However, when the messenger James Easton arrived in Philadelphia, Benedict’s version had disappeared.
Easton wasn’t a fan of Benedict, thinking him a war profiteer. Another soldier, John Brown, published a handbill about Benedict claiming that “Money is this man’s God, and to get enough of it he would sacrifice his country” four years before Benedict did exactly that.
However, with each engagement, Benedict showed valor and great skill in battlefield tactics. But each time someone else got the bulk of the credit.
While many soldiers contended that it was Benedict who carried the day at Saratoga, his commanding general, Horatio Gates, claimed and took the credit.
Benedict sustained three injuries to his left leg that required surgery, eventually leaving it three inches shorter than his right.
During recovery, Benedict became more disenchanted as he saw soldiers of lesser rank promoted above him. By then, Benedict was a brigadier general but probably deserved higher command.
Washington was an advocate for him before Congress, but Benedict had many rivals and enemies that had ties with Congress.
Washington secured an appointment for Benedict in Philadelphia where he could live comfortably during his physical rehabilitation. This appointment proved hazardous.
Remarried and Court-Martialed
In Philadelphia, Benedict met, fell in love with, and married Margaret “Peggy” Shippen, daughter of a loyalist judge and who previously had a relationship with the British spy chief, Major John Andre.
Likely at that point, Shippen’s sympathies (along with the prior snubs for promotion—and no doubt mixed with the greed that characterized Benedict) planted the seeds of treachery.
The British received reports of American logistics surrounding Philadelphia at that time. Benedict also began profiting substantially from war-related supply movements.
This led to more accusations of grift and profiteering from several people. The most damaging came from Joseph Reed, who’d publicly served in the Colonial Army without taking compensation and even turned down a bribe for £10,000 pounds to promote colonial reconciliation with the Crown.
This led to Benedict’s court-martial; but, largely due to Washington’s influence, Benedict was largely exonerated. He received a light reprimand from Washington. This only heightened Benedict’s disaffection for his new country.
Benedict initiated secret communications with Major Andre and began taking financial steps in preparation for his betrayal. He sold his home in Connecticut and began transferring his assets to London through intermediaries.
He sent a secret message around this time (June 1780) to the British about his impending command at West Point, stating that he could provide a “drawing of the works by which you might take West Point without loss”.
Benedict took command of West Point two months later and began weakening the battle works and military strength. Essential supplies disappeared.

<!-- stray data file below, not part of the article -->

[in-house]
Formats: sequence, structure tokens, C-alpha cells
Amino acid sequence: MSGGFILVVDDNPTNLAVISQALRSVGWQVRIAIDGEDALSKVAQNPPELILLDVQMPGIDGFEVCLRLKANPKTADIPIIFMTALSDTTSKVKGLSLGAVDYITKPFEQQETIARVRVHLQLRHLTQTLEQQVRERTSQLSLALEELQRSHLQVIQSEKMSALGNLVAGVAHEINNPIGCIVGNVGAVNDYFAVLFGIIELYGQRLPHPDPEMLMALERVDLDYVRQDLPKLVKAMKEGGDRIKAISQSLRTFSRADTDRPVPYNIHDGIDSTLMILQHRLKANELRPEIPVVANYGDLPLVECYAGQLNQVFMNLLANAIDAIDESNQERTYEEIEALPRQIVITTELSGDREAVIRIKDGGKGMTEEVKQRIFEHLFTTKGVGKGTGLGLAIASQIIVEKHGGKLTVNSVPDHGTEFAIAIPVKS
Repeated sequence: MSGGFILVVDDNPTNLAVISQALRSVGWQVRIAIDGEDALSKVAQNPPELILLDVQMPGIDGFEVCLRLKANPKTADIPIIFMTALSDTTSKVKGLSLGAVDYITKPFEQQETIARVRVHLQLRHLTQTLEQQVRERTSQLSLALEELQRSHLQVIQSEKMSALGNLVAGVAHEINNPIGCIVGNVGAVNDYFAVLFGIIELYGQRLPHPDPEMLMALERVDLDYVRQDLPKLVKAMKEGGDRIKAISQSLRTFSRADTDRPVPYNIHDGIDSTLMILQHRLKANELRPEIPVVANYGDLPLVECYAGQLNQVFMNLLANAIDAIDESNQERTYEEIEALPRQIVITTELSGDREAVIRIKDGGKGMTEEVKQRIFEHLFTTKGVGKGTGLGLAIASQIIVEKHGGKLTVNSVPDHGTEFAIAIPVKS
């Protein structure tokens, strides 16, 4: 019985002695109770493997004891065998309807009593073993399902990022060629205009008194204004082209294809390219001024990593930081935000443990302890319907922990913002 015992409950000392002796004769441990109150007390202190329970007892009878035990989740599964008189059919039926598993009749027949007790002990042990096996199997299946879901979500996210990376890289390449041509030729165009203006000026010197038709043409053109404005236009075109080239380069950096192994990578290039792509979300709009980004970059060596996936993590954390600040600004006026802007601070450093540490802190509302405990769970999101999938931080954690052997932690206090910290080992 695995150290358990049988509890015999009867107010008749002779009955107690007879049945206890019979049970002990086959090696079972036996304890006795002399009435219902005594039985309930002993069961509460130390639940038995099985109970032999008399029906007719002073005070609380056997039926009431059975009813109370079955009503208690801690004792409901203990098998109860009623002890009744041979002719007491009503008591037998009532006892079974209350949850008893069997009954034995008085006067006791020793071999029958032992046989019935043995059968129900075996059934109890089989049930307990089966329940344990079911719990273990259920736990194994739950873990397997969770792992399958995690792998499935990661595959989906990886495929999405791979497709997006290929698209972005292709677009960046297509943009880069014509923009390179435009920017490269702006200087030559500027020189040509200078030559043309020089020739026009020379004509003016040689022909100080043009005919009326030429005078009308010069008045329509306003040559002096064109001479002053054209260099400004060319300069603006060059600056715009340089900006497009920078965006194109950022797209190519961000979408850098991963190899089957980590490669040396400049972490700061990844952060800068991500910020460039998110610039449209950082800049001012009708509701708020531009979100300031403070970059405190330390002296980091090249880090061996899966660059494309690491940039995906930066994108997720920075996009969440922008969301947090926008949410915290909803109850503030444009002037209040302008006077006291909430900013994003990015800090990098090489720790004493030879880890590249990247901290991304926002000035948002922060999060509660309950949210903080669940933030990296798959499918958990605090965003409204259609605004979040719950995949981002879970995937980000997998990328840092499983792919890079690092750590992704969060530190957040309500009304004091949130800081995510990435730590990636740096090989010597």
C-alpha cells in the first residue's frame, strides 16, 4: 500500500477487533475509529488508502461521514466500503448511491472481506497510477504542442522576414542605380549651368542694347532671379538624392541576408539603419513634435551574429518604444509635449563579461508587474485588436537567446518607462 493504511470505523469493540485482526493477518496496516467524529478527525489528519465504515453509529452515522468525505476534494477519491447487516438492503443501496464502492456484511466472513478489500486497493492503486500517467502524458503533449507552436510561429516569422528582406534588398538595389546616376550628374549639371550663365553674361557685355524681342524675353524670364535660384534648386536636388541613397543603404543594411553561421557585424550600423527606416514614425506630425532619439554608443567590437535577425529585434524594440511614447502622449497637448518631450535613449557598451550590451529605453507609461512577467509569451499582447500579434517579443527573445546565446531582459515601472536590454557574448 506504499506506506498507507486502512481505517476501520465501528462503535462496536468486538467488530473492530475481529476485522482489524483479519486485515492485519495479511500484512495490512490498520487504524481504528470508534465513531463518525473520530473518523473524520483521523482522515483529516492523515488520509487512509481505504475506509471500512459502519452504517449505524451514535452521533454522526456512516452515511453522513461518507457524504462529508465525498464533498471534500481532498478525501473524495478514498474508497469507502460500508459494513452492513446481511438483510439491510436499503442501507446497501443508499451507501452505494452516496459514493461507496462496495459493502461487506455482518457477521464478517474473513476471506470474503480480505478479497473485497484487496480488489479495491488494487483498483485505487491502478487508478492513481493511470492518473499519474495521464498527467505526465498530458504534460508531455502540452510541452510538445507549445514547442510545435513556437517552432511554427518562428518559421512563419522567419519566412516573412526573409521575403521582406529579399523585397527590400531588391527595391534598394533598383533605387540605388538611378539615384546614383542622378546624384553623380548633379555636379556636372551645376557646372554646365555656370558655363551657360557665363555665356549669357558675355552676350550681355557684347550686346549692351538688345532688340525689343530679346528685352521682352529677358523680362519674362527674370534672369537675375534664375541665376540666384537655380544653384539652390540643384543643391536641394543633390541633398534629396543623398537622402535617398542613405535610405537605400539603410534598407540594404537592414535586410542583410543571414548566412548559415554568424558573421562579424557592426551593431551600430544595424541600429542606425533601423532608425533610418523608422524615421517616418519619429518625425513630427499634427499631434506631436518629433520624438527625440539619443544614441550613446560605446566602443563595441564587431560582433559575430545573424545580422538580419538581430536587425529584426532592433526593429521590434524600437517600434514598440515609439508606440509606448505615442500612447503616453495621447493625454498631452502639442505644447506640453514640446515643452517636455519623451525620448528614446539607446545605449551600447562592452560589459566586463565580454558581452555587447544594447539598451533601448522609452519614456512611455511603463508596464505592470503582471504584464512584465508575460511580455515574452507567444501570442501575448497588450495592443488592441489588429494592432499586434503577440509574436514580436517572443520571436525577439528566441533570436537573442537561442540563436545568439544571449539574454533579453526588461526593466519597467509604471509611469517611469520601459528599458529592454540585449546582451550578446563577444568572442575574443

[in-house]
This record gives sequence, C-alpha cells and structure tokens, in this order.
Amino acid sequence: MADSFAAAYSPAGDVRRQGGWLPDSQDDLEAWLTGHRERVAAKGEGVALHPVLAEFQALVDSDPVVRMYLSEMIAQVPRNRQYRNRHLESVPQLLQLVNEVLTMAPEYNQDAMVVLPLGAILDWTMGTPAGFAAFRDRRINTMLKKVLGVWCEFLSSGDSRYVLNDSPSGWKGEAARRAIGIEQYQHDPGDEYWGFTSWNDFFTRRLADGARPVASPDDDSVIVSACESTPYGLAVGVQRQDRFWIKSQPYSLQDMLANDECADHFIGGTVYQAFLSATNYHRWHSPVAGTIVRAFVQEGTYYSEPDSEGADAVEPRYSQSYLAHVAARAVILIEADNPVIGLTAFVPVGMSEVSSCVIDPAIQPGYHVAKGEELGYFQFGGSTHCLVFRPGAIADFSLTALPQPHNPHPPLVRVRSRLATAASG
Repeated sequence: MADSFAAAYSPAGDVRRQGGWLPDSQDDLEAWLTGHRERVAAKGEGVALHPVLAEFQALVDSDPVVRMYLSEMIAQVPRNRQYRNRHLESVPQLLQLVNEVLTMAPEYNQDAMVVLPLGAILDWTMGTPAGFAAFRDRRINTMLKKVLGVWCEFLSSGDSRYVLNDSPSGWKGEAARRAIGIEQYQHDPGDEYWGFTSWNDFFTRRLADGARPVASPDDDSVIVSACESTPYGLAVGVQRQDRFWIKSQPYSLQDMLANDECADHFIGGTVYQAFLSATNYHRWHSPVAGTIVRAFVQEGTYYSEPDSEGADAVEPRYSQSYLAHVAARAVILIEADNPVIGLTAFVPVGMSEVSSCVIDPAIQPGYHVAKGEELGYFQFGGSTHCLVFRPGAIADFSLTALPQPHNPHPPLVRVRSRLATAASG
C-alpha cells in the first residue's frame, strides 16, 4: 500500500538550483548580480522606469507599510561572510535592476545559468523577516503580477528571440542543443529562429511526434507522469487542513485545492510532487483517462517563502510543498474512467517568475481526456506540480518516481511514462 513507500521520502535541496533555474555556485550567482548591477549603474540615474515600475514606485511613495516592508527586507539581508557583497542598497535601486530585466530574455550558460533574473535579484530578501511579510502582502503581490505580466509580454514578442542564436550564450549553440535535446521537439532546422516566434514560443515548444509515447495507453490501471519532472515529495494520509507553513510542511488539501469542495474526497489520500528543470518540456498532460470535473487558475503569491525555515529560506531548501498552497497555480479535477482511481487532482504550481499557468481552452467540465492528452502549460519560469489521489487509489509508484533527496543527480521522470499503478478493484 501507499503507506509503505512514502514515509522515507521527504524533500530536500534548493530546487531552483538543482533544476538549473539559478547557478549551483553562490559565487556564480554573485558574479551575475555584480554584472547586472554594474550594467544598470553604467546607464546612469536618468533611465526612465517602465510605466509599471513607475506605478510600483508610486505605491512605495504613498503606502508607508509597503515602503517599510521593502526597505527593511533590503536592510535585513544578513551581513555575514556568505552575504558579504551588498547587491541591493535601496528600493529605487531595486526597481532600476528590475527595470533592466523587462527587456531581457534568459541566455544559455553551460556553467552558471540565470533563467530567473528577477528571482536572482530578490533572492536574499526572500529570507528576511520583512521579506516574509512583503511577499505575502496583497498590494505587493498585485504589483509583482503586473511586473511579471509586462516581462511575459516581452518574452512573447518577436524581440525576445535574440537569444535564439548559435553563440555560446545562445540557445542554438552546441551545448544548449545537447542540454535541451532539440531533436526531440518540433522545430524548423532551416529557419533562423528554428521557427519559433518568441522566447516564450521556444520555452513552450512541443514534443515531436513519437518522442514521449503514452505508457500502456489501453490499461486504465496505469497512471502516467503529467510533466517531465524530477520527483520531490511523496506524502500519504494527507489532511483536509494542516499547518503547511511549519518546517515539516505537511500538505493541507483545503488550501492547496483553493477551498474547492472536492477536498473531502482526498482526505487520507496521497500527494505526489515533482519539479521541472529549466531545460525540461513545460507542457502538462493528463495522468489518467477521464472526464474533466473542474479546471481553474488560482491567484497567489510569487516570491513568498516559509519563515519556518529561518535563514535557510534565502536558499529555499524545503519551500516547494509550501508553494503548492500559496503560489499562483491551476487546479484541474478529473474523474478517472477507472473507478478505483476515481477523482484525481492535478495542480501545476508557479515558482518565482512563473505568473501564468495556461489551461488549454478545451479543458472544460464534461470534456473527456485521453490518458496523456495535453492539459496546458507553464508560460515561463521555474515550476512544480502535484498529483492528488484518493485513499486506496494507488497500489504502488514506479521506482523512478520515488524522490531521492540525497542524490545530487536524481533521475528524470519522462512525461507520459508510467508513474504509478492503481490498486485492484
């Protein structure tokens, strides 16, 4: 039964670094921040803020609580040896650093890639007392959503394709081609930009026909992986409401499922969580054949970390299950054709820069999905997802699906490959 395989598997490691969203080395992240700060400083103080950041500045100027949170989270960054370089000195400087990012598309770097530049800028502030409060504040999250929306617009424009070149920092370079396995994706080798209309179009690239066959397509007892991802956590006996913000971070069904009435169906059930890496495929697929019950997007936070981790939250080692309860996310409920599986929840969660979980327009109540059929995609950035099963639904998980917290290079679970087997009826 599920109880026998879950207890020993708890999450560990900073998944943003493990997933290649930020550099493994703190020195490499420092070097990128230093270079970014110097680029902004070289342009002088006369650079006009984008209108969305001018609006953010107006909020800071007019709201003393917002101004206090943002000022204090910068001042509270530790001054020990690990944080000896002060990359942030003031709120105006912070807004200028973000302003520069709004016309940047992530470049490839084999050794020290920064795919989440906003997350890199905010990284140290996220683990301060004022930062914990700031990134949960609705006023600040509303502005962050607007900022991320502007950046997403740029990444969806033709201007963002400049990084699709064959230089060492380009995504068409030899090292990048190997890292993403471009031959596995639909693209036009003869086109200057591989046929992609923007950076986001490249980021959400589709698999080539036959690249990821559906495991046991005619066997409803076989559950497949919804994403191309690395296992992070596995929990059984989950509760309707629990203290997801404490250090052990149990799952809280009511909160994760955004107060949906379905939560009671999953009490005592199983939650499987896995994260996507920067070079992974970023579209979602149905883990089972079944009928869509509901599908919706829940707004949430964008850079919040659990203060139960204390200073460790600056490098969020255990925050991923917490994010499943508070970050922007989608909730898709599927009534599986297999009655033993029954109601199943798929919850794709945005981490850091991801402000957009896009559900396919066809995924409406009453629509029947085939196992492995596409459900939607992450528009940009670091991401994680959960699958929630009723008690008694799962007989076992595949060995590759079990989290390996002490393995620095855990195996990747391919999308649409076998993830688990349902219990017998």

Benedict’s subordinates believed he sold them on the black market. Benedict met Major Andre in-person on September 21st and made final plans to deliver West Point into British hands.
However, Andre had to cross over into enemy territory and was captured by militia on his return. Benedict learned of his capture and fled across enemy lines before he could be captured.
After Arnold defected to the British, he wasn’t very valuable to British forces since his information had expired and since nobody in the British forces would confidently follow a traitor.
After serving part of the war in command of British forces, Benedict left for England in 1781 with his family.
He spent most of his remaining life there with a short stint in New Brunswick, Canada (then a British province). He died in 1801. He had eight children that survived to adulthood.
Seven were sons who all served as officers in the military—two for the United States.
Arnold joined Hiram Lodge No. 1 in New Haven, Connecticut in 1761; it’s believed that this Lodge initiated him, but some Masonic scholars claim that he was initiated in the West Indies and later affiliated with Hiram Lodge.
However, he visited several Lodges (as recorded over the next few years prior to the Revolutionary War) and made connections at Lodge meetings that likely led to his membership in the Sons of Liberty.
After learning of Arnold’s treason, Hiram Lodge removed his name from its membership rolls.
Among the Lodges that Arnold visited was Solomon Lodge No. 1 in Poughkeepsie, New York, which later passed a resolution that read, “Ordered that the Name of Benedict Arnold be considered as obliterated from the Minutes of this Lodge, a Traitor.”
Benedict Arnold was a loyal son, a nurturing brother, a loving father and husband, a successful merchant, and a brave soldier; but he was also an infamous traitor.